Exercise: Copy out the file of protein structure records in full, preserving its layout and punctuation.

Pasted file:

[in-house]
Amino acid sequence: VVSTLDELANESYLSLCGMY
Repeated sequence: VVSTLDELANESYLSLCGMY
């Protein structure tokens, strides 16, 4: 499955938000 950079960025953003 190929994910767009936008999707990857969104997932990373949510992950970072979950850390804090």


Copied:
[in-house]
Amino acid sequence: VVSTLDELANESYLSLCGMY
Repeated sequence: VVSTLDELANESYLSLCGMY
């Protein structure tokens, strides 16, 4: 499955938000 950079960025953003 190929994910767009936008999707990857969104997932990373949510992950970072979950850390804090």